History of the Cayman Ball
In the 1930s William H.
Diddel, a golf course architect in Indianapolis, first conceived of
a golf-like game to make starting golf easier and to shrink the
size of courses. Unfortunately Mr. Diddel was never able to
obtain a reduced-distance ball which performed
satisfactorily. In the 1980s pro golfer Jack Nicklaus asked
the MacGregor Golf Company to develop a ball for a small course his
design company was laying out on Grand Cayman Island. Troy
Puckett, then MacGregor’s top golf equipment engineer,
produced a suitable ball composed mainly of DuPont’s
Surlyn. Mr. Puckett has further improved that ball and his
company now manufactures it as The Cayman ball.
The Cayman ball is the same size as a golf ball. Instead of dimples it has a brambled surface and weighs approximately 24 grams, compared to the average 45 grams of a traditional golf ball. Together these restrict its distance to only slightly more than half the distance of a golf ball with a fast swing and a greater percentage with a slower swing. Also the Cayman ball floats on water hazards and streams.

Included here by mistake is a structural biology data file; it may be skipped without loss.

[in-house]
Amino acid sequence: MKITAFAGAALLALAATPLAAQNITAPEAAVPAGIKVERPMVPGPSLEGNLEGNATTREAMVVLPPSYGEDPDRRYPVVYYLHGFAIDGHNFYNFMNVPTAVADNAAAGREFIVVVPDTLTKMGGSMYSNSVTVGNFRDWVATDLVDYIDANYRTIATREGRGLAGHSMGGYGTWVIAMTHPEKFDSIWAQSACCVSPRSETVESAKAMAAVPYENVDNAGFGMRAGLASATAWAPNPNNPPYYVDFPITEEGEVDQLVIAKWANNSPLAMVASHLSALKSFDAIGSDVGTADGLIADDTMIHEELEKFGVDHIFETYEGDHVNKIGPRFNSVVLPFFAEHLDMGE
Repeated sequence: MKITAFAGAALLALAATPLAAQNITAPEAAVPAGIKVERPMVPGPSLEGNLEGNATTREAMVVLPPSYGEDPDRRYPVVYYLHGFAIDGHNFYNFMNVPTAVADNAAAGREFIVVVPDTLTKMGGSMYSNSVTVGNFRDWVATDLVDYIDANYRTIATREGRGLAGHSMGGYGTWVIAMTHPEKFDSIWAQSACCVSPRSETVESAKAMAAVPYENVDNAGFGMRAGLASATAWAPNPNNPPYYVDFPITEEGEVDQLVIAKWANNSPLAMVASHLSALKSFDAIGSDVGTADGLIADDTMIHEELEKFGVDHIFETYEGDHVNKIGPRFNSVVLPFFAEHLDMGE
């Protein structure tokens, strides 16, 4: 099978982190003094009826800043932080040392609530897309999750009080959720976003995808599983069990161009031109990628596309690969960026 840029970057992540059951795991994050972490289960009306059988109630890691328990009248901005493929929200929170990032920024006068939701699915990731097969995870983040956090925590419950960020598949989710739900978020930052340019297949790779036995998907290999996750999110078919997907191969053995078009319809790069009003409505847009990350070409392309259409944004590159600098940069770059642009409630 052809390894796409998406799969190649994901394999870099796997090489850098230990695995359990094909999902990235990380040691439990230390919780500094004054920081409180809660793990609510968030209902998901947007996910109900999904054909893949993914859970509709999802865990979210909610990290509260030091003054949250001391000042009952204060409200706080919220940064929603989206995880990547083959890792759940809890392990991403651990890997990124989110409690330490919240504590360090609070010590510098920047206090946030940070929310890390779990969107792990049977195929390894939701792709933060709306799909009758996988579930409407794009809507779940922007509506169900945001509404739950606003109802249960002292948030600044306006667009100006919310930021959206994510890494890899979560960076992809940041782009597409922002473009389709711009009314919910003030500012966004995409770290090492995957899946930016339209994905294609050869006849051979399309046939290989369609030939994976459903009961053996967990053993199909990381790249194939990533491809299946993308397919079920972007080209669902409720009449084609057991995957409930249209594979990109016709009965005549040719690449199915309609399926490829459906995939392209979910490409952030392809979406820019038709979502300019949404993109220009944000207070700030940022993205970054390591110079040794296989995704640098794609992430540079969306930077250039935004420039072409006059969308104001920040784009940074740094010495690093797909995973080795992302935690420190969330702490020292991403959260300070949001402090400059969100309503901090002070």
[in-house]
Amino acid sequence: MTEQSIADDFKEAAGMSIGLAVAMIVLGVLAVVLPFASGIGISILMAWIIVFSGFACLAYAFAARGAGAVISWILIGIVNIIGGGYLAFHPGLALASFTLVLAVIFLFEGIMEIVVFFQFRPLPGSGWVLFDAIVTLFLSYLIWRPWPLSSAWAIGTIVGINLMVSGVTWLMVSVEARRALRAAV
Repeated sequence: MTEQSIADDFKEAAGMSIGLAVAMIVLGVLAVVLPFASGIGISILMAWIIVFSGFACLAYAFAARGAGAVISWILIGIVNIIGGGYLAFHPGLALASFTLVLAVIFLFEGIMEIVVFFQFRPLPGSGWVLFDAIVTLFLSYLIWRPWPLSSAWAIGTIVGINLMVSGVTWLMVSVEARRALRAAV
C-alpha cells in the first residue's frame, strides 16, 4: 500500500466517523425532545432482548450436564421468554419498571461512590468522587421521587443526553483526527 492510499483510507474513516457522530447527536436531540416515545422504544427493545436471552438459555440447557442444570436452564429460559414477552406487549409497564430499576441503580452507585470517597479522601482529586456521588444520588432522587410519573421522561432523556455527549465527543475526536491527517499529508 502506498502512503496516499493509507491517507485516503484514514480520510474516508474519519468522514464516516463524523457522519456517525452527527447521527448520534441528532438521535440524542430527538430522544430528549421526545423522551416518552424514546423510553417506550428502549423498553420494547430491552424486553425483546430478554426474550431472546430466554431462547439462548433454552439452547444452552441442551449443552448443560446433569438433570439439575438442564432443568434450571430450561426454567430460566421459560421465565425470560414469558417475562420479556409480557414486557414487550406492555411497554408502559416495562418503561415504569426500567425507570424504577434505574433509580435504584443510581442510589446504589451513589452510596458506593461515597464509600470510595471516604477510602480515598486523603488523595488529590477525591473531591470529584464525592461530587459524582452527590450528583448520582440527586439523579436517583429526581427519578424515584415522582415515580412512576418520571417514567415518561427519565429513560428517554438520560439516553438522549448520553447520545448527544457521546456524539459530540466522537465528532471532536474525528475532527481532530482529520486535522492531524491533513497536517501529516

Cayman golf is more readily accepted by those who have never played golf, particularly juniors. To these people this game has several advantages over golf or pitch and putt. The first being that an 18 hole course can be that much shorter and a round will take less than 2 hours, even for inexperienced players. Learners frequently hit off-line shots, but being struck by an errant cayman ball is unlikely to injure anyone. Also this means that playing Cayman golf is perfect for the whole family, many women, young people, older seniors and even disabled persons infact anyone who wants to play golf or pitch and putt. When the joy and ease of cayman golf becomes more widely known, some people who can afford and are capable of effectively playing traditional golf should at times play cayman golf for a different game entirely.